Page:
God is real

There are certain things that we all long for in life—happiness, love, truth, goodness, beauty, and healing. We challenge you to consider the possibility that you can experience these things most fully as a disciple of Jesus Christ in the Catholic Church he founded. God is real, and He desires to fill your heart with lasting peace. The reality is that we are all broken in some way, but regardless of where you’ve been or what you’ve done, you have a chance to live the meaningful life you are searching for and to be accepted by a God who loves you unconditionally. God is the answer to the hole that exists in the human heart, to that longing for “something more.” Find him, and you’ll find the meaning and purpose in your life you are searching for.

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What happens in ordination

In priestly ordination the bishop calls down God’s power upon the candidates for ordination. It imprints upon the souls of these men an indelible seal that can never be lost. As a collaborator with his bishop, the priest will proclaim the Word of God, administer the sacraments, and, above all, celebrate the Holy eucharist.

During the celebration of a Holy Mass, the actual ordination of priests begins when the candidates are called by name. After the bishop’s homily, the future priest promises obedience to the bishop and his successors. The actual ordination takes place through the imposition of the bishop’s hands and his prayer.

In diaconal ordination the candidate is appointed to a special service within the sacrament of Holy Orders. For he represents Christ as the one who came, “not to be served but to serve, and to give his life as a ransom for many” (Mt 20:28). In the liturgy of ordination we read: “As a minister of the Word, of the altar, and of charity, [the deacon] will make himself a servant to all.” The original model of the deacon is the martyr St. Stephen. When the apostles in the original Church of Jerusalem saw that they were overwhelmed by their many charitable duties, they appointed seven men “to serve tables”, whom they then ordained. The first mentioned is Stephen: “full of grace and power”, he accomplished much for the new faith and for the poor in the Christian community. Over the centuries the diaconate became merely a degree of Holy Orders on the way to the presbyterate, but today it is once again an independent vocation for both celibates and married men. On the one hand, this is supposed to reemphasize service as a characteristic of the Church; on the other hand, it helps the priests, as in the early Church, by establishing an order of ministers who take on particular pastoral and social duties of the Church. Diaconal ordination, too, makes a lifelong, irrevocable mark on the ordained man.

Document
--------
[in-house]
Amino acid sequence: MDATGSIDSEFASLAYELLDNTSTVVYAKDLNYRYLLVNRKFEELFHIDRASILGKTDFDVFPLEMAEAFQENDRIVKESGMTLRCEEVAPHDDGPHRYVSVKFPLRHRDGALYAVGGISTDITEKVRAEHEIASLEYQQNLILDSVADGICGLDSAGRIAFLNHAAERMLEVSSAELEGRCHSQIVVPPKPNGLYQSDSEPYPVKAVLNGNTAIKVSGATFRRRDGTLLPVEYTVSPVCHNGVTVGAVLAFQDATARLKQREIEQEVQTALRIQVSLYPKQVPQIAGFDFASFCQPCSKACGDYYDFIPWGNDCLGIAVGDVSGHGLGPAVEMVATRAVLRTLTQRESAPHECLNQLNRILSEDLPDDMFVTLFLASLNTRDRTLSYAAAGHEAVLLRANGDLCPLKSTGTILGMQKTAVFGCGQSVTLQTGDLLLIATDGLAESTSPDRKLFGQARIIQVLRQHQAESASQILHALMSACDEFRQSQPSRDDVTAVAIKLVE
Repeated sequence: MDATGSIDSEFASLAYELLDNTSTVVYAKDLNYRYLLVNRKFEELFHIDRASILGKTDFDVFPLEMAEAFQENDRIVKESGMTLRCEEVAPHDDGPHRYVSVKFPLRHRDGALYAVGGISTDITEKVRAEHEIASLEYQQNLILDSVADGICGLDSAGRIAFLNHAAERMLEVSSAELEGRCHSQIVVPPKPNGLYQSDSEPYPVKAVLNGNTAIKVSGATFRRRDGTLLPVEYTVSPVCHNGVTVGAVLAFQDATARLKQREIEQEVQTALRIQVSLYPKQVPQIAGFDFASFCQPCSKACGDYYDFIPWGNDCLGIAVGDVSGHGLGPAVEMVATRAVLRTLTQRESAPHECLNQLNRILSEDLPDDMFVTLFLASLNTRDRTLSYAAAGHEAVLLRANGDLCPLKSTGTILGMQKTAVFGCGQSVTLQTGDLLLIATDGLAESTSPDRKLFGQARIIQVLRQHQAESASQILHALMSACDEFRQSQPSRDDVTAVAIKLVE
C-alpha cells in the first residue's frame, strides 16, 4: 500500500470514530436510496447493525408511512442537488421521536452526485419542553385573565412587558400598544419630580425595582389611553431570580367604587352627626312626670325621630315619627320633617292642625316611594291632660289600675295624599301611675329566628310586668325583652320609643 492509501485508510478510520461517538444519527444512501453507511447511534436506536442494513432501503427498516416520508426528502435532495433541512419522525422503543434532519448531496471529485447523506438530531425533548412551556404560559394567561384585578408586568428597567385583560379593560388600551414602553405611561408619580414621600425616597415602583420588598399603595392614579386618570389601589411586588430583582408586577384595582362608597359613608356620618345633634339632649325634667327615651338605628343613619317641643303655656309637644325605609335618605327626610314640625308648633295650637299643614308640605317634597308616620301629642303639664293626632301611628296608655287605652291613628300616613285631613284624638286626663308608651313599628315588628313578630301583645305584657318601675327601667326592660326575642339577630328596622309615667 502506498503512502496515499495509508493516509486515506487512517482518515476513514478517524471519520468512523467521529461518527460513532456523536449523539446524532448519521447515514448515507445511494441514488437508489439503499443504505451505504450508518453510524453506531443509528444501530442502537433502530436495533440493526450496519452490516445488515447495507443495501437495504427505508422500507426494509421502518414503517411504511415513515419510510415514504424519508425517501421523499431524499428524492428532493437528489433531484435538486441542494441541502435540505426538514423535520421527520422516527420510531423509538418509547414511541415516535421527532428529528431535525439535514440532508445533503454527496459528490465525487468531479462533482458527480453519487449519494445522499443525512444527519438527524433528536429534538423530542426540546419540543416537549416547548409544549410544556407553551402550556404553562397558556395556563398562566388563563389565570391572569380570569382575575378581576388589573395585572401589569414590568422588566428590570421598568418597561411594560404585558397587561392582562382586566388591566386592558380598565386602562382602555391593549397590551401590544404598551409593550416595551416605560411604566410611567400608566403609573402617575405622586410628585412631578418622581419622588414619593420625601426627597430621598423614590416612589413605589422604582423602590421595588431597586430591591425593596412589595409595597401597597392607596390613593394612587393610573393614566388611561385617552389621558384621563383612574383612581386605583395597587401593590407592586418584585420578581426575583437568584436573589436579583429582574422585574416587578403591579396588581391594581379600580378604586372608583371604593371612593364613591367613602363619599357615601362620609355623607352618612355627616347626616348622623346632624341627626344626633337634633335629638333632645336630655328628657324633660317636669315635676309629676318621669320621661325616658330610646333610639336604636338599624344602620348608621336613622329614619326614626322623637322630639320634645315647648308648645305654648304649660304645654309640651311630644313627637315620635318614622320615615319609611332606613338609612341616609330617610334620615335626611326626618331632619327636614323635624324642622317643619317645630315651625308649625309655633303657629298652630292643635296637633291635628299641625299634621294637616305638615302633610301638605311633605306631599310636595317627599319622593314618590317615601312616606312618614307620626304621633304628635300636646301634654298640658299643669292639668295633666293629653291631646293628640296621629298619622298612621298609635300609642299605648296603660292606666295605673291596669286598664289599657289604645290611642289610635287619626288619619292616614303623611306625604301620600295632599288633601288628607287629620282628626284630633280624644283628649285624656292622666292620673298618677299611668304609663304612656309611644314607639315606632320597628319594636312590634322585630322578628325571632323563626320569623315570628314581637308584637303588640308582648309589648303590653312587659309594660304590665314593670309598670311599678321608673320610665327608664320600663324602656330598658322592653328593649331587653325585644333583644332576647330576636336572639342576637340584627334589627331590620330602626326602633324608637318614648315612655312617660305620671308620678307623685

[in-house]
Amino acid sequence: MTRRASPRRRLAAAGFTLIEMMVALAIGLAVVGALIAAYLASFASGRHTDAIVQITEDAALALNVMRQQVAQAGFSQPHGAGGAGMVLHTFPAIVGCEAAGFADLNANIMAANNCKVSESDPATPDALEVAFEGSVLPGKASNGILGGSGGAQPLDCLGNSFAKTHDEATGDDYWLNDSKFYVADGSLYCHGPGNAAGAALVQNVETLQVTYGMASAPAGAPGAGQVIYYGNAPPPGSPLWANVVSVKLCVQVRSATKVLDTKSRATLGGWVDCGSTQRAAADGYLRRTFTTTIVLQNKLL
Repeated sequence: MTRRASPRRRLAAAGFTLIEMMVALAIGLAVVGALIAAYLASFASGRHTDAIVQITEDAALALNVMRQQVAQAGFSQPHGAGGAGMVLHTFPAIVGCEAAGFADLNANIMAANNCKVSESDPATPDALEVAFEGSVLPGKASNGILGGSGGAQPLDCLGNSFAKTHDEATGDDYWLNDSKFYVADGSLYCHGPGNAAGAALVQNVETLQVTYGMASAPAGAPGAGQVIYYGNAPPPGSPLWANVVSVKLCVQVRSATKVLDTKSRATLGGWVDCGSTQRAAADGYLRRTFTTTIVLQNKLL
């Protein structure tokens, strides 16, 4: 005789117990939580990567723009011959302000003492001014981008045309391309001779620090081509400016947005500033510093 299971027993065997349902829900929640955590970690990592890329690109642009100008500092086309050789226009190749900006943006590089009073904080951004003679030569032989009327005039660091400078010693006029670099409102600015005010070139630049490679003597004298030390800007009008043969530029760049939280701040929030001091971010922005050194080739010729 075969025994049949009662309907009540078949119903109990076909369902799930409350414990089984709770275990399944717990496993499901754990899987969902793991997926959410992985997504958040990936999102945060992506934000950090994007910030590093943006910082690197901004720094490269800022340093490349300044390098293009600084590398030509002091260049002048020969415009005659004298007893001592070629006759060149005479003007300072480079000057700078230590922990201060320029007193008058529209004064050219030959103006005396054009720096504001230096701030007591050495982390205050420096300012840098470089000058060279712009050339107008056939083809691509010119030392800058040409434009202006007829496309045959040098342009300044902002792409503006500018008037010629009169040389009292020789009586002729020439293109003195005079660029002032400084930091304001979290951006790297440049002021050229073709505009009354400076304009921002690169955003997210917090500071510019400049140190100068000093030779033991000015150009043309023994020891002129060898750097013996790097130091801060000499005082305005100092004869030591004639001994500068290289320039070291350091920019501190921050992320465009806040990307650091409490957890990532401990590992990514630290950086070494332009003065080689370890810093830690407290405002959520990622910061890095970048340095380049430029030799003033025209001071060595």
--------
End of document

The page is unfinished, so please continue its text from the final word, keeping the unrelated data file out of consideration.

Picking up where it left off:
What is the Holy Eucharist?

The Holy Eucharist is the sacrament in which Jesus Christ gives his Body and Blood himself for us, so that we too might give ourselves to him in love and be united with him in Holy Communion. In this way we are joined with the one Body of Christ, the Church.

After Baptism and Confirmation, the Eucharist is the third sacrament of initiation of the Catholic Church. The Eucharist is the mysterious center of all these sacraments, because the historic sacrifice of Jesus on the Cross is made present during the words of consecration in a hidden, unbloody manner. Thus the celebration of the Eucharist is “the source and summit of the Christian life” (Lumen gentium, 11). Everything aims at this; besides this there is nothing greater that one could attain. When we eat the broken Bread, we unite ourselves with the love of Jesus, who gave his body for us on the wood of the Cross; when we drink from the chalice, we unite ourselves with him who even poured out his blood out of love for us. We did not invent this ritual. Jesus himself celebrated the Last Supper with his disciples and therein anticipated his death; he gave himself to his disciples under the signs of bread and wine and commanded them from then on, even after his death, to celebrate the Eucharist. “Do this in remembrance of me” (1 Cor 11:24).

The Eucharist is “the source and summit of the Christian life.” “The other sacraments, and indeed all ecclesiastical ministries and works of the apostolate, are bound up with the Eucharist and are oriented toward it. For in the blessed Eucharist is contained the whole spiritual good of the Church, namely Christ himself, our Pasch.” (CCC 1324)

Is the Pope really infallible?

Yes. But the Pope speaks infallibly only when he defines a dogma in a solemn ecclesiastical act (“ex cathedra”), in other words, makes an authoritative decision in doctrinal questions of faith and morals. Magisterial decisions of the college of bishops in communion with the Pope also possess an infallible character, for example, decisions of an ecumenical council.